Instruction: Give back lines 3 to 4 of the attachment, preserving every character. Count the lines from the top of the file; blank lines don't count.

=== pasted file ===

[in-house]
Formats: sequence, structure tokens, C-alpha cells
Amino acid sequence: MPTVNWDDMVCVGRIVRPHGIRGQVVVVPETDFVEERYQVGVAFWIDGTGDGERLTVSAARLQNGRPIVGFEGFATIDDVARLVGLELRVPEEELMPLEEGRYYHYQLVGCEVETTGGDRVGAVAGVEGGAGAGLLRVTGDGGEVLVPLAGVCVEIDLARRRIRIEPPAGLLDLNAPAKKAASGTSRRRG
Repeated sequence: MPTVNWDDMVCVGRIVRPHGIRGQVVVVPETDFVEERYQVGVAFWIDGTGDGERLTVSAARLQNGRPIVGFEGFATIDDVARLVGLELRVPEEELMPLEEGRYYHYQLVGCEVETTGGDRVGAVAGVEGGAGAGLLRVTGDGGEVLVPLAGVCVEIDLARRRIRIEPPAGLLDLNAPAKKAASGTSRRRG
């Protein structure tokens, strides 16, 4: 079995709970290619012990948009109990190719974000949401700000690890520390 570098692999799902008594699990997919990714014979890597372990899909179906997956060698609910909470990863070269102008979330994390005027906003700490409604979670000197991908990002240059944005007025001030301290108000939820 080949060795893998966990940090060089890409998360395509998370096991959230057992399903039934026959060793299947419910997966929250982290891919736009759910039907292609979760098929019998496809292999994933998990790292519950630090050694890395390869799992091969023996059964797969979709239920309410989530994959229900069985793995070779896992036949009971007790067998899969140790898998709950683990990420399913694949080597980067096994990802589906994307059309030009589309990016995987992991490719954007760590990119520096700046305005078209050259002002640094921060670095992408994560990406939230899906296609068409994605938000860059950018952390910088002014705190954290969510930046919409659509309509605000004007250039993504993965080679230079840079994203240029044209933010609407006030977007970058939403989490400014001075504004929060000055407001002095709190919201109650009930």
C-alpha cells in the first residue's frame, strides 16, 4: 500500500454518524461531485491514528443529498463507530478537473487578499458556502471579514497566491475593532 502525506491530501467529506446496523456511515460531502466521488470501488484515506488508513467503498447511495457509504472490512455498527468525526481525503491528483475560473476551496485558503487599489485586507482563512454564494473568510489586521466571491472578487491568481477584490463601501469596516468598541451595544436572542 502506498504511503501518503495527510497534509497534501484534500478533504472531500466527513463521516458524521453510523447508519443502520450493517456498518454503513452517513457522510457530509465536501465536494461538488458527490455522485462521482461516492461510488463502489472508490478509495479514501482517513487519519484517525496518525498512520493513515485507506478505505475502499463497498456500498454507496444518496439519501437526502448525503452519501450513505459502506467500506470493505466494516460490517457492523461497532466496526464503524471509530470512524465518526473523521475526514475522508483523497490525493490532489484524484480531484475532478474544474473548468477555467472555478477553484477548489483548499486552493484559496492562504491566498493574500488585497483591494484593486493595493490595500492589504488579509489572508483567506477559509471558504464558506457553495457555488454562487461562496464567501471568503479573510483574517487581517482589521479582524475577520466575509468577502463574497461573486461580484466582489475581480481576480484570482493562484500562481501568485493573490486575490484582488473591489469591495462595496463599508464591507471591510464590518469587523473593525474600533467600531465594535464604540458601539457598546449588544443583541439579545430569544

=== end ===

Amino acid sequence: MPTVNWDDMVCVGRIVRPHGIRGQVVVVPETDFVEERYQVGVAFWIDGTGDGERLTVSAARLQNGRPIVGFEGFATIDDVARLVGLELRVPEEELMPLEEGRYYHYQLVGCEVETTGGDRVGAVAGVEGGAGAGLLRVTGDGGEVLVPLAGVCVEIDLARRRIRIEPPAGLLDLNAPAKKAASGTSRRRG
Repeated sequence: MPTVNWDDMVCVGRIVRPHGIRGQVVVVPETDFVEERYQVGVAFWIDGTGDGERLTVSAARLQNGRPIVGFEGFATIDDVARLVGLELRVPEEELMPLEEGRYYHYQLVGCEVETTGGDRVGAVAGVEGGAGAGLLRVTGDGGEVLVPLAGVCVEIDLARRRIRIEPPAGLLDLNAPAKKAASGTSRRRG